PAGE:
Suprachoroidal gas injection as a complication of pars plana vitrectomy confirmed by computed tomography
Department of Ophthalmology and Visual Sciences, Kyoto University Graduate School of Medicine, Kyoto, Japan
Background: Suprachoroidal gas injection has been reported as a complication of pneumatic retinopexy, and the usefulness of B-scan ultrasonography has been reported. A case of suprachoroidal gas injection as a complication of pars plana vitrectomy confirmed by computed tomography (CT) is presented here.
Methods: A 64-year-old woman developed a vitreous hemorrhage due to a retinal tear secondary to an old branch retinal vein occlusion. A 23-gauge pars plana vitrectomy was performed. Sclerotomies were performed at a 30° angle. After air–fluid exchange, sulfur hexafluoride gas was injected through a temporo-superior sutured sclerotomy with direct visualization of the entire needle tip. Postoperatively, a large choroidal elevation was identified temporo-superiorly with intravitreal gas, and the patient complained of a mild headache.
Results: On postoperative Day 7, a CT scan showed two low-density areas, confirming the presence of suprachoroidal gas; intravitreal gas blocked visualization of the suprachoroidal gas on B-scan ultrasonography. On postoperative Day 14, the intravitreal gas resolved and a CT scan showed a small amount of residual suprachoroidal gas. By this time, the headache had completely resolved.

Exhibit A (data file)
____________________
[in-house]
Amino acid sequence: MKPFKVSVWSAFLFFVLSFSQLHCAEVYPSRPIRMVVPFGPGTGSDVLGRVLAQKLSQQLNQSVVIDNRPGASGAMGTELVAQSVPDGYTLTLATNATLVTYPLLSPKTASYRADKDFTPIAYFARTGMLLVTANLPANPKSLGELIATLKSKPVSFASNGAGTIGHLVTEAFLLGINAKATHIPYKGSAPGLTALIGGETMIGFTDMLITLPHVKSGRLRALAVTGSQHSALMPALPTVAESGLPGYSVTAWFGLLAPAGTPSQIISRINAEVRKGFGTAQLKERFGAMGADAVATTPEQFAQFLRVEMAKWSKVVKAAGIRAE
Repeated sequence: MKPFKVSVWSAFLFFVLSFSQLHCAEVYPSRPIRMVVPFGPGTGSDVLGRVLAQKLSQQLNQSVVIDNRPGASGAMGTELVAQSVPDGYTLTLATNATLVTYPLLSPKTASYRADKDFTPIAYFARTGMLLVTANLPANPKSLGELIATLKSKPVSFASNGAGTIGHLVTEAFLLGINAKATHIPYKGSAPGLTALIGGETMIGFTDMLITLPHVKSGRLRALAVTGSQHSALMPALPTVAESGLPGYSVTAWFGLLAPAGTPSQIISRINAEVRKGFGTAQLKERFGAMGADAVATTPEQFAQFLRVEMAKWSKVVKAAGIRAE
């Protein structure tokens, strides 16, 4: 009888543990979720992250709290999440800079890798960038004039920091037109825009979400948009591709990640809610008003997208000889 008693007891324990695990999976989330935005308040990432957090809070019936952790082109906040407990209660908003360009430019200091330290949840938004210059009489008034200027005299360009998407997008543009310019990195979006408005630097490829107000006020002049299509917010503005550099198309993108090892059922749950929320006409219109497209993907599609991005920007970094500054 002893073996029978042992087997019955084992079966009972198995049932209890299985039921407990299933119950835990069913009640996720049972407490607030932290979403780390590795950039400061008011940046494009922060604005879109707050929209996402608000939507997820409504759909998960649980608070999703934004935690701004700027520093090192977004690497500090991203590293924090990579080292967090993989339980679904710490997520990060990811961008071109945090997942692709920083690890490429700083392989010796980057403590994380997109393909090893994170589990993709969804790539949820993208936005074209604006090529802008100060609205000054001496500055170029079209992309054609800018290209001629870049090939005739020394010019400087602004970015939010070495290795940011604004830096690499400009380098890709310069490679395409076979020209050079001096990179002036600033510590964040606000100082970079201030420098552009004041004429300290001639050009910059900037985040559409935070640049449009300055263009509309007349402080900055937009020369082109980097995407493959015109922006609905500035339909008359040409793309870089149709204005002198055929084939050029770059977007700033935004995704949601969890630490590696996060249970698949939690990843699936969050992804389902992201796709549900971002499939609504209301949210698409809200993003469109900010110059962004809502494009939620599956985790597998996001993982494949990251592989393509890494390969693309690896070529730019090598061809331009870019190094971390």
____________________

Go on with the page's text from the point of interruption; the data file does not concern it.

Conclusion: Suprachoroidal gas injection is a rare complication of pars plana vitrectomy that resolves spontaneously. In this case, CT scans confirmed the presence of suprachoroidal gas despite the presence of intravitreal gas.
Keywords: suprachoroidal gas, complication, pars plana vitrectomy, computed tomography
This work is published and licensed by Dove Medical Press Limited. The full terms of this license are available at https://www.dovepress.com/terms.php and incorporate the Creative Commons Attribution - Non Commercial (unported, v3.0) License. By accessing the work you hereby accept the Terms. Non-commercial uses of the work are permitted without any further permission from Dove Medical Press Limited, provided the work is properly attributed. For permission for commercial use of this work, please see paragraphs 4.2 and 5 of our Terms.Download Article [PDF] View Full Text [HTML][Machine readable]